Solution: Fund your growth engines. Repeat: FUND YOUR GROWTH ENGINES. And look beyond the weekend. The biggest growth engine of all, in most churches, is the children’s ministry.

10. Unity

Jesus made it clear that unity would be THE verifying mark on His message. A unified church is a growing church. Period.

Solution: Do the hard leadership work of confronting division, dissension and disunity. See the chapter titled “No Tolerance” in What They Didn’t Teach You in Seminary (Baker).

One Last Thought

The most important principle I could pass on is this: think like a lost person.

Really.

Think like someone far from God, divorced from church, coming to your church, would think.

Then…

…change things.

Not the message. Heaven forbid. But do change anything and everything that would be a barrier to this person engaging Christ that does not involve altering the message of Christ.

Read more from James.


If you’re not satisfied with your church’s growth, start a conversation with our team. We’re glad to offer our input. Your vision is at stake, so let’s talk.

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ABOUT THE AUTHOR

James Emery White

James Emery White

James Emery White is the founding and senior pastor of Mecklenburg Community Church in Charlotte, NC, and the ranked adjunctive professor of theology and culture at Gordon-Conwell Theological Seminary, which he also served as their fourth president. He is the founder of Serious Times and this blog was originally posted at his website www.churchandculture.org.

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COMMENTS

What say you? Leave a comment!

Jonathan Schultheis — 01/12/18 3:07 pm

Thank you for this article! I'm the pastor of a small church. My gifting is in teaching and we are known for aiding Christians in becoming Biblically literate. Visitor's often comment on God's presence being very real in our services. But we just don't seem to be growing. I have some soul-searching, etc. to do and this article provides some solid ground from which to proceed. Thank you again.

Recent Comments
comment_post_ID); ?> I am a senior citizen who has lived in many areas of the US, the farthest south being Virginia DC area. There are several church plants in the area--some failed, some doing well. One of the sadist failures was a plant in NW Washington near a large Presbyterian Church (I had been an elder in the church, so I knew the area) where changes in church doctrine was driving many away from the PCUSA churches. There were many mature Christians who lived in the area who were very willing to participate and give generously to the church. Its failure was a loss. The pastor and his wife lived in a VA suburb, wanted something that would appeal to their tastes, which included "praise music". There was a professional piano teacher and several people who had sung in choirs in the area. Their suggestions were completely ignored. Forget that there was joyous participation in singing hymns and silence by many for the praise music. The experienced church leaders that were attending were expected to seek the wisdom of the pastor who did not live in the area rather than have any role in leadership. There is another church plant in Northern Virginia that seems to be going the same way. My take: the pastors should get past their high-school and college days culture and get to know and appreciate the people of the community. Do not try to reproduce Intervarsity or Campus Crusade. Hymns are not a sin and "uneducated" (never graduated from college) should not be ignored as uninformed or stupid. People who have served in and/or live in the area are needed in leadership and not just to serve coffee and give. We all need to pray together and serve God in the community in which there is to be a plant. Glenna Hendricks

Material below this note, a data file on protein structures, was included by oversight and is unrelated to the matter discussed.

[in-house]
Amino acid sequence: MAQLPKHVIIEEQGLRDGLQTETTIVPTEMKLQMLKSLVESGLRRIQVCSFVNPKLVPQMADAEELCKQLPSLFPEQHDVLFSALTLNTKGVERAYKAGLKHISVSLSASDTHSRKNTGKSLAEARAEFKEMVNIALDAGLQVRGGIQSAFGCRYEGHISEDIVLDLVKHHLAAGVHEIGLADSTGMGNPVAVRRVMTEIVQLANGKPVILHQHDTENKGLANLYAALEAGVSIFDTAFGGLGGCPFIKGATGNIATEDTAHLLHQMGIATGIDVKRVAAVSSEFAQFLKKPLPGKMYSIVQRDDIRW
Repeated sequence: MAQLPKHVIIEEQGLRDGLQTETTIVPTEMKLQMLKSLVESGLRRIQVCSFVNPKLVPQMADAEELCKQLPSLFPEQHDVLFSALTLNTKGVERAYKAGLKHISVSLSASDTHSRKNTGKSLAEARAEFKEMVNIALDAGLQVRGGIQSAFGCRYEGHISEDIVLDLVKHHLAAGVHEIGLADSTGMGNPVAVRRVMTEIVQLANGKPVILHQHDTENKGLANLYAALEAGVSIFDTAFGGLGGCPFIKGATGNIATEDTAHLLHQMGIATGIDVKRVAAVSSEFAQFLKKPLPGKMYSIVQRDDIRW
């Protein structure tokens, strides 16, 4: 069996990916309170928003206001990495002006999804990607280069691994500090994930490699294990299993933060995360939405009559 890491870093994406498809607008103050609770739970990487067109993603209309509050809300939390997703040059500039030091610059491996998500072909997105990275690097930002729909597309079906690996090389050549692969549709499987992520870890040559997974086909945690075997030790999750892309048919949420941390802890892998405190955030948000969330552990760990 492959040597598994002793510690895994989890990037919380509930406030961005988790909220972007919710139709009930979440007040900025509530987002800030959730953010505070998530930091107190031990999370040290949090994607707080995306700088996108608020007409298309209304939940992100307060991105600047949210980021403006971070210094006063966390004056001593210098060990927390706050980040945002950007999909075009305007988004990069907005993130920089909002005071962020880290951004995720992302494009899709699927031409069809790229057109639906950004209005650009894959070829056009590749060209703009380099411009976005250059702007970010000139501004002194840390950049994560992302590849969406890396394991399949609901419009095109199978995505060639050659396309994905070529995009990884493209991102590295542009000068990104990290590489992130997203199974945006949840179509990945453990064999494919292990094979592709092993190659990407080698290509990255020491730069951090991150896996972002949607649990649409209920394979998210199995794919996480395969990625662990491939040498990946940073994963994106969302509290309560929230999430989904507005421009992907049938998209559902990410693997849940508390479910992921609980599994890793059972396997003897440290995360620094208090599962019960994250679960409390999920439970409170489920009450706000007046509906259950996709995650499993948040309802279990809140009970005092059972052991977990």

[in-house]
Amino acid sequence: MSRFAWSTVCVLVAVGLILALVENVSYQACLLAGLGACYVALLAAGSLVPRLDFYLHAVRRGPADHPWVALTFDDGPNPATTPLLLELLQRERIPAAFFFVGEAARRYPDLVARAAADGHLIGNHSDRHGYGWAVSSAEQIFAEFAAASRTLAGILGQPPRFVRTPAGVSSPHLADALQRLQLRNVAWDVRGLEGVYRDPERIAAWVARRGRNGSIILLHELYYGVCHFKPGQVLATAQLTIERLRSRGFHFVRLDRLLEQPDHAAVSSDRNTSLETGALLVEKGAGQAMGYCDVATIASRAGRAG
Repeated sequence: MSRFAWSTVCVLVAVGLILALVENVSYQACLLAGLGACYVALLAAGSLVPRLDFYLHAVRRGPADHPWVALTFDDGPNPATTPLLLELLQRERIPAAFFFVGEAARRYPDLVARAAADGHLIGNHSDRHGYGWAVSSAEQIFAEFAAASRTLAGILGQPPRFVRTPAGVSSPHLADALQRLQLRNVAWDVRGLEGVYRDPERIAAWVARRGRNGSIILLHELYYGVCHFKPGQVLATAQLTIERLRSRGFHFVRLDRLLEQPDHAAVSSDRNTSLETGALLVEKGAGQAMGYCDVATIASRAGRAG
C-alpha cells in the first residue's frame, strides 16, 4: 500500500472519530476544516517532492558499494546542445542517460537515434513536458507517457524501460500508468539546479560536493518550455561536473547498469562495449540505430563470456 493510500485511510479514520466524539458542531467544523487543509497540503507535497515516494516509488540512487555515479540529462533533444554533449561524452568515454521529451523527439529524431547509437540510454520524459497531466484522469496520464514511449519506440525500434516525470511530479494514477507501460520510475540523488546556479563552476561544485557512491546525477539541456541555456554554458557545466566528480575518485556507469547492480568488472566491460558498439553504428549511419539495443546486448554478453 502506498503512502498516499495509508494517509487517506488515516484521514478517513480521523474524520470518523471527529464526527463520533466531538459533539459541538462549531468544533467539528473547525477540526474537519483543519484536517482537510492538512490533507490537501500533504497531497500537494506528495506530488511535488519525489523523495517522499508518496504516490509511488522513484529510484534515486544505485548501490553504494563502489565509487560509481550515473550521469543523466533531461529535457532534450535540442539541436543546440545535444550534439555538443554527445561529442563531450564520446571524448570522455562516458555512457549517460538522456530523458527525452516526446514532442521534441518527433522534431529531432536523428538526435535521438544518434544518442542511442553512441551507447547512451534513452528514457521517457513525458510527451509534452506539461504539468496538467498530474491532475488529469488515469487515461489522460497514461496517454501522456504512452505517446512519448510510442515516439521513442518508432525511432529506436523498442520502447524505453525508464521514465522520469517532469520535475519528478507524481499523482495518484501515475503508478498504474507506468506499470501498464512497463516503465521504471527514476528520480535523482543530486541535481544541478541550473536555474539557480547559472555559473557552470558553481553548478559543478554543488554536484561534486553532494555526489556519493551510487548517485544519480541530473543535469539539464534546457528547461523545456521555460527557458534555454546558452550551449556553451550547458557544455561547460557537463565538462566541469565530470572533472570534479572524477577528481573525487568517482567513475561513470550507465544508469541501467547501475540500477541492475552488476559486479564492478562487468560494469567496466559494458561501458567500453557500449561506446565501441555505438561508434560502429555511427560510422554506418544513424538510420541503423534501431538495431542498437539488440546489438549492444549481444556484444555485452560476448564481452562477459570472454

— Glenna Hendricks
 
comment_post_ID); ?> I like it Mac and do agree with your opinions on the matter. Thanks much
 
— winston
 
comment_post_ID); ?> In this era, we have the opportunity of professional church staff today who utilize their gifting to shape the image and atmosphere of the church organization. But the 100% real impact on the church visitors is genuine evidence of changed lives by the gospel and the active growing discipleship (just as it was in the first century church). One demonstration is financially rich believers ministering equally together with poor believers (how odd, and incredibly miraculous; all humble and bow at the foot of the cross.). It is the awesome contrast of church members vocations, race, gender, age, maturity, gifting, humility that demonstrates to visitors "there is a Spirit in the place". That first-time guest list of 10 are "physical excuses", not spiritual excuses. Those don't tell the story. The condition of facilities and publicly greeting people have zero to do with it. The power of God in and through believers lives dedicated to impact other people with their relationship bridge-building of acceptance of the lost around them. Empowered believers are infectious, loving, helpful, giving, self-less, dynamic, compelling, bold, Christ-filled. As I have been in many church settings domestically and internationally, the facilities can be poor, and yet the fellowship can still be rich. We need to operate with first church humility. People come to Christ on His terms, not on our human abilities of hospitality. A huge catastrophe in a community, disaster relief brings lots of people into churches – many come to the church in those terrible conditions no matter the physical condition of the local church. Off the condition of facility, and onto the condition of God's people (living stones).... and everything else will grow.... and the other physical issues will be corrected by the staff.